Week in Review: April 27–May 1

CRISPR quells hepatitis C virus; new epigenetic mark found; stem cell therapy for eye disease move forward; how the rat brain processes behavioral information

May 1, 2015
Tracy Vence

CRISPR for HCV

WIKIMEDIA, CDCInvestigators at Emory University in Atlanta have used a version of a Cas9 enzyme to target hepatitis C virus (HCV) RNA in human cells, blocking replication of the pathogen. Their results were published in PNAS this week (April 27).

“There are lots of these Cas systems that exist in nature, and we don’t understand them very well,” said Charles Gersbach, a biomedical engineer at Duke University in Durham, North Carolina, who was not involved in the work.

New epigenetic mark

WIKIMEDIA, CHRISTOPH BOCKThree papers published in Cell this week (April 30) identify roles for N6-methyladenosine (6mA) in algae, worms, and flies. Researchers from the University of Chicago, Harvard, and the Chinese Academy of Sciences, among other institutions, examined this form of methylation in three model systems.

While 6mA may not be as widespread as methylated cytosine is known to be in mammals, “it’s very clear it plays important roles in specific times of development and in specific biological processes,” said Chicago’s Chuan He, a coauthor on all three studies.

“The secret of these three Cell papers is that now there are technologies that can detect very low levels [of methylation] that were impossible to detect with the old methods,” said Josep Casadesús of the University of Seville, Spain, who was not involved in the work.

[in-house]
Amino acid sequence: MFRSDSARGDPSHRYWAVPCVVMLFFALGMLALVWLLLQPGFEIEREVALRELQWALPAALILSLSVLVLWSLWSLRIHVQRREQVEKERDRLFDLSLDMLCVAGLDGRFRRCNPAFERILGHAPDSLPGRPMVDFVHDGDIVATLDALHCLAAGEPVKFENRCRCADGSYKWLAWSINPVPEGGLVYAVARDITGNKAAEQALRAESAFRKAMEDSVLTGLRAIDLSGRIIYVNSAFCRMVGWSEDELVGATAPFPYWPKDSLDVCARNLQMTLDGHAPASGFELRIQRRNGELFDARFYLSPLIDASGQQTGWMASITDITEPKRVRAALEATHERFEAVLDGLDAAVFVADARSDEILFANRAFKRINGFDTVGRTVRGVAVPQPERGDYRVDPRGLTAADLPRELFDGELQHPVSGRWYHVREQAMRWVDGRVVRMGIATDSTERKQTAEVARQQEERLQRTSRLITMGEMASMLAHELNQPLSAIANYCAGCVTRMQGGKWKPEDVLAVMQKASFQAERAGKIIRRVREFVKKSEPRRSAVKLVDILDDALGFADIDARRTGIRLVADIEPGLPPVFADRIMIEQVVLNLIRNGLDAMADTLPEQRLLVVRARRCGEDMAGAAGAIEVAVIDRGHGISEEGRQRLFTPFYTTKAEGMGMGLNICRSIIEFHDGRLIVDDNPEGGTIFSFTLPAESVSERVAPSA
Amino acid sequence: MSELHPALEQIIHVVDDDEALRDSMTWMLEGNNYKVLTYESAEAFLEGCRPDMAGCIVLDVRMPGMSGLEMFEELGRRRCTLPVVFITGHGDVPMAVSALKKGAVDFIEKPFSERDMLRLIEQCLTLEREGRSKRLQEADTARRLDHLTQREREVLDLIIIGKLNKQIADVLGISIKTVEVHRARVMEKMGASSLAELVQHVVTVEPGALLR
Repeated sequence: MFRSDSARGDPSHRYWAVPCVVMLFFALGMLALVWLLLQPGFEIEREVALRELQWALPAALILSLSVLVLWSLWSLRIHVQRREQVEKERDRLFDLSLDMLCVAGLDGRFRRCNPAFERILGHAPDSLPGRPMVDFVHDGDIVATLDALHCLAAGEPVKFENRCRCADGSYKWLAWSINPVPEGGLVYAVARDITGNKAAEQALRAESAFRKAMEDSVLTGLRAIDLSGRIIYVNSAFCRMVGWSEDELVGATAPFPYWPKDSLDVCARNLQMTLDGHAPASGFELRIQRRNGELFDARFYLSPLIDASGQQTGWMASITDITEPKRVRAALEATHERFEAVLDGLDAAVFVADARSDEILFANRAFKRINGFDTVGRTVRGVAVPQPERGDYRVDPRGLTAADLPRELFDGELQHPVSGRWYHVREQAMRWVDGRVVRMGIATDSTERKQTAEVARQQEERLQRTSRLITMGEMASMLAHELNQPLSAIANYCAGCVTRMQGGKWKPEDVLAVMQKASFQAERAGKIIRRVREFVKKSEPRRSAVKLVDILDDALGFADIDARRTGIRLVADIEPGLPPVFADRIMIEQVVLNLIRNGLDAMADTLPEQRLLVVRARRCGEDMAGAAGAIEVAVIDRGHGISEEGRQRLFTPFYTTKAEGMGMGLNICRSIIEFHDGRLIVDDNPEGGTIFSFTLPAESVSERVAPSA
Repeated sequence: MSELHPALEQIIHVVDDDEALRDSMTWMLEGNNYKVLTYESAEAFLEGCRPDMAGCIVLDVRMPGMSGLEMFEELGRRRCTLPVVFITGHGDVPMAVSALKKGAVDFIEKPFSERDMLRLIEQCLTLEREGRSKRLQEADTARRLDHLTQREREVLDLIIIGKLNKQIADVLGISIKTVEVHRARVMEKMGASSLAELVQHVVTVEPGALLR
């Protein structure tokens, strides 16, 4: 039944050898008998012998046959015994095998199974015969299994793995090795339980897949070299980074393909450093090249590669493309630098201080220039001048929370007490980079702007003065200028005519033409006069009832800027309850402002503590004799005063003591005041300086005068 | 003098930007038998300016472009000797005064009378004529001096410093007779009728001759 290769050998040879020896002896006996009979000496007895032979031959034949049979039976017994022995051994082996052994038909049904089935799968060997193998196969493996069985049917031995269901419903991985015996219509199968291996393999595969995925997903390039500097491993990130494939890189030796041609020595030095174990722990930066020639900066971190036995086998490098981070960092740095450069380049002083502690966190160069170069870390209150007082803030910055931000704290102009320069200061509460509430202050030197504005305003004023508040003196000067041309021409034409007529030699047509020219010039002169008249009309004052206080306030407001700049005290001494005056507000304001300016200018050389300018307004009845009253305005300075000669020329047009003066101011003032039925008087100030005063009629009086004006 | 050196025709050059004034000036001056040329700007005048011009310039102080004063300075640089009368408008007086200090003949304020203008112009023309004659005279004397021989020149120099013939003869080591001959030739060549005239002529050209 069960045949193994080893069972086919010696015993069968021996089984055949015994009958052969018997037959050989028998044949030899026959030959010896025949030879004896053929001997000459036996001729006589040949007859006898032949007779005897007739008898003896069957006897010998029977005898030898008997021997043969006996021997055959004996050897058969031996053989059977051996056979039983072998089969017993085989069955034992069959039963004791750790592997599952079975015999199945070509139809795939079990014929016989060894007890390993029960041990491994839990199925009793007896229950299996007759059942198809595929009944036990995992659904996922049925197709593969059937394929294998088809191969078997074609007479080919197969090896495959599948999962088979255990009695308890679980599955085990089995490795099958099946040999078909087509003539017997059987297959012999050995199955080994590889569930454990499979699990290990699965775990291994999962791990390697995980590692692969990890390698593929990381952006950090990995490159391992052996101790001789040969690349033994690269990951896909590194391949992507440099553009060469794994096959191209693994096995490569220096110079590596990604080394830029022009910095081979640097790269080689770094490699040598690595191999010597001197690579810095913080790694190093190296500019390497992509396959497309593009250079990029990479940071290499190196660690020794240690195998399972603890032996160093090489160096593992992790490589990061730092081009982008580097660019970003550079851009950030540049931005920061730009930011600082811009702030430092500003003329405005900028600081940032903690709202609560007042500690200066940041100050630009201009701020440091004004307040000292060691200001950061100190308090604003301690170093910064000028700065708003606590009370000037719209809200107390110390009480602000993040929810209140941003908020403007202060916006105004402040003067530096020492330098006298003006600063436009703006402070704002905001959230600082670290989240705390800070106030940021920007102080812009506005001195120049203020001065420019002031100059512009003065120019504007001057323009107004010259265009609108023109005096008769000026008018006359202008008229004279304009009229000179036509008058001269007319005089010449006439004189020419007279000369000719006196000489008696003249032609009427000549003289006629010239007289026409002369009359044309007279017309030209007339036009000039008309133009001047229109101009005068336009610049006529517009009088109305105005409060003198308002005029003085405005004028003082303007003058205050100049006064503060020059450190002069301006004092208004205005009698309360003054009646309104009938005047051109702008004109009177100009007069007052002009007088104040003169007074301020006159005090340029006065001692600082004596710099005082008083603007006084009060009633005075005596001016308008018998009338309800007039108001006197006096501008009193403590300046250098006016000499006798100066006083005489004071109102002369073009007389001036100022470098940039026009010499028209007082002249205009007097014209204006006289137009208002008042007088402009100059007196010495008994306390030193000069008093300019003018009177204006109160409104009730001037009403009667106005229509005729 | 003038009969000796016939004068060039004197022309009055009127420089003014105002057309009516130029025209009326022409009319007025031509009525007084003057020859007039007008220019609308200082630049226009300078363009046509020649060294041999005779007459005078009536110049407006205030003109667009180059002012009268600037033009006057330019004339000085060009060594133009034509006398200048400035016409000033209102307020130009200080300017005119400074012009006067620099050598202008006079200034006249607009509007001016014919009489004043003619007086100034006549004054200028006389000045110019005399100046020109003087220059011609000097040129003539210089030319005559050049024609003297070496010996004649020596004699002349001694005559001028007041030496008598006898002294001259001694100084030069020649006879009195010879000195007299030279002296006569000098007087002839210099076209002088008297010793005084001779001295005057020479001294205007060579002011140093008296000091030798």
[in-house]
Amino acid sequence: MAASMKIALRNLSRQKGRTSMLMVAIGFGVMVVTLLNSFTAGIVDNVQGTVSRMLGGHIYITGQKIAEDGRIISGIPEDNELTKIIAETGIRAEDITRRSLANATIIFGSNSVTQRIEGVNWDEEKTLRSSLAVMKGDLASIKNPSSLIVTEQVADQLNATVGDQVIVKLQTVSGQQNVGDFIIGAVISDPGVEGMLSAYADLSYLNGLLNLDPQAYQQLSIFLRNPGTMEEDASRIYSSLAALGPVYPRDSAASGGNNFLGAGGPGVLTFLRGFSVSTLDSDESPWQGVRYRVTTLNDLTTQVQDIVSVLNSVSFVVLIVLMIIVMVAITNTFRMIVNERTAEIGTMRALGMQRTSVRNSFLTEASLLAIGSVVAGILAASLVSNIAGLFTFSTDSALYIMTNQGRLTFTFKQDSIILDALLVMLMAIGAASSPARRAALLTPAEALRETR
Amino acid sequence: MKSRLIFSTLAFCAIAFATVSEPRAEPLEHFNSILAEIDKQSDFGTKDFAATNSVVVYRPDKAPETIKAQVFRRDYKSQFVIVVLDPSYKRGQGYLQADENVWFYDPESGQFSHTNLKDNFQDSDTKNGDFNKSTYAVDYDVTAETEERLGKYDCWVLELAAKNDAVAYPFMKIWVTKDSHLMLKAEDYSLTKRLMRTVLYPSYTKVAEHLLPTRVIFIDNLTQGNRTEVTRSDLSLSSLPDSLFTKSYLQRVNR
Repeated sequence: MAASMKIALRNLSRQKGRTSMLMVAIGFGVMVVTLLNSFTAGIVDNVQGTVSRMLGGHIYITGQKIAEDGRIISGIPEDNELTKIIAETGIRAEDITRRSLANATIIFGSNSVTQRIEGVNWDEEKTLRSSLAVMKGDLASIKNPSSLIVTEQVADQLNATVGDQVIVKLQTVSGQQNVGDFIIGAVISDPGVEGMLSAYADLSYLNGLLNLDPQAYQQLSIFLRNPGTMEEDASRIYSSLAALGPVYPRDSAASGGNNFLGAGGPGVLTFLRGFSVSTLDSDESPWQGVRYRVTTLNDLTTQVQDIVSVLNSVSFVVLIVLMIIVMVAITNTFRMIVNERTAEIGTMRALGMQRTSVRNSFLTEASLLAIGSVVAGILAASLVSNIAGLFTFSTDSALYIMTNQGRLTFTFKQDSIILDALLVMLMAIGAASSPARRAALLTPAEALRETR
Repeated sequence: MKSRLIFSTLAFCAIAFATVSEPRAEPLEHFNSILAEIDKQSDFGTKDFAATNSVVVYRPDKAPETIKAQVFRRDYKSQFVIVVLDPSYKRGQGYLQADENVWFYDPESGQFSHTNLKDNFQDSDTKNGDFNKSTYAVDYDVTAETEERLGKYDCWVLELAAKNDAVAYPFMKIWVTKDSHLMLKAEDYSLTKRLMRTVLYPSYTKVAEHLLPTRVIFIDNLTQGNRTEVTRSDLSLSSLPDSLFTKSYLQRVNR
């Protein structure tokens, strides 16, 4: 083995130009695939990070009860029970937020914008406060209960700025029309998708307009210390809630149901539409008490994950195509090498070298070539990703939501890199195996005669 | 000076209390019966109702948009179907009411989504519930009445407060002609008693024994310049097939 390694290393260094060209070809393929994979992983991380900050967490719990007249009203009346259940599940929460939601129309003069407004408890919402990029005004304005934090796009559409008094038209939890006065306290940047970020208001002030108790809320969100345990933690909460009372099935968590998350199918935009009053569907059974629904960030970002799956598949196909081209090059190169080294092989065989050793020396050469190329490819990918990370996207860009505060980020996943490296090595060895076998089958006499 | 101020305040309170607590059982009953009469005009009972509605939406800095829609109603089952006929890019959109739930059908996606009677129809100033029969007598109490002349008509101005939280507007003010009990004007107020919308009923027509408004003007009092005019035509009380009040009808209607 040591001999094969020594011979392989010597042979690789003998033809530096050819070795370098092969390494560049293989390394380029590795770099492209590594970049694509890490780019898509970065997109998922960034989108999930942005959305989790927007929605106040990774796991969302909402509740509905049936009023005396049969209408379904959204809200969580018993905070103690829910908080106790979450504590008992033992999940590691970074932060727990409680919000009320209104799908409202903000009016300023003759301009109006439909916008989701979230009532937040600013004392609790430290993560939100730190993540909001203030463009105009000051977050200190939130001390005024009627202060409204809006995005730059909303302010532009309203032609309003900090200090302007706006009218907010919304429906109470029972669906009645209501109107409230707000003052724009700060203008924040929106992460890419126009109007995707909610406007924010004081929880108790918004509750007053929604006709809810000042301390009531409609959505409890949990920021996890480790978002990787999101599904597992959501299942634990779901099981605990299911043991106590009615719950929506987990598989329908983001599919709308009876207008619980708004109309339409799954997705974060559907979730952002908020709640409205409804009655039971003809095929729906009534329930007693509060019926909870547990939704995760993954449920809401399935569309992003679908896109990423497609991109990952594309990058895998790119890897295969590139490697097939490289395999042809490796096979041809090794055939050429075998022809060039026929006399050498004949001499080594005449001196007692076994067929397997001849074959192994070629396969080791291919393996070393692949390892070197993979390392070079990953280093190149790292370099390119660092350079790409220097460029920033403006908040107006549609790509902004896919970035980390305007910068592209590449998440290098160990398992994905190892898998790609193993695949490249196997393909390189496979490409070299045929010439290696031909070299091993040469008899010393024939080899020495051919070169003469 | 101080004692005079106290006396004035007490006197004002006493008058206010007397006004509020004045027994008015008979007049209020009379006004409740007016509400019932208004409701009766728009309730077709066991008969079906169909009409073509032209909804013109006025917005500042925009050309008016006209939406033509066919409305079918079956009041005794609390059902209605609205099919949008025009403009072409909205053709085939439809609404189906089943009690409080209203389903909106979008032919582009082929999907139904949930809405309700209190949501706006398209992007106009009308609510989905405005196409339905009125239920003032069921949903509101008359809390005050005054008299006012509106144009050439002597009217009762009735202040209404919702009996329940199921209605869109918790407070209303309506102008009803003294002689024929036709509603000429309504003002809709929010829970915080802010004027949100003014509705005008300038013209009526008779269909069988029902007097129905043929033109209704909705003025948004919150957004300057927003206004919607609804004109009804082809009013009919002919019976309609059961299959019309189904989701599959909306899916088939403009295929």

Stem cell treatment safe

STEM CELL REPORTS, W.K. SONG ET AL.The results of a four-person trial published in Stem Cell Reports this week (April 30) support existing evidence that human embryonic stem cell (hESC)-derived retinal support cells can be safely injected into the eyes of patients with macular degeneration. The work follows on two studies, published in The Lancet, which suggested similar treatments were safe.

“I think this bodes well for the future of stem cell therapies,” said study coauthor Robert Lanza, chief scientific officer at Ocata Therapeutics (formerly Advanced Cell Technology), which is developing the hESC-based treatment.

“At least it shows safety,” said Magdalene Seiler, a project scientist at the University of California, Irvine, who was not involved in the work. “Whether it works in the long term is up for debate.”

Overall, the results are “inspiring other scientists,” said Jeanne Loring at the Scripps Research Institute in La Jolla, California, who was not involved in the work. “It makes us feel like we’ll be able to do similar things in whatever diseases we’re studying.”

Targeted neural transmissions

WIKIMEDIA, BENMITCHThe rat hippocampus selectively sends information to different areas of the brain depending on the task at hand, scientists from the Medical University of Vienna and their colleagues showed in Science this week (April 30).

“This latest result is in line with the idea that there are these preferred pathways for specific information,” said systems neuroscientist Joshua Gordon of Columbia University in New York who was not involved in the work.


Other news in life science:

TS Picks: April 28, 2015
Embryo editing edition

Similar Strokes
Physics drove the convergent evolution of swimming in 22 unrelated marine species, a study suggests.

WHO: Few Countries Protecting Antibiotics
Just a quarter of countries have an action plan in place to address antibiotic resistance, according to a survey by the World Health Organization.

Lab Bloopers Galore
Readers reveal research mishaps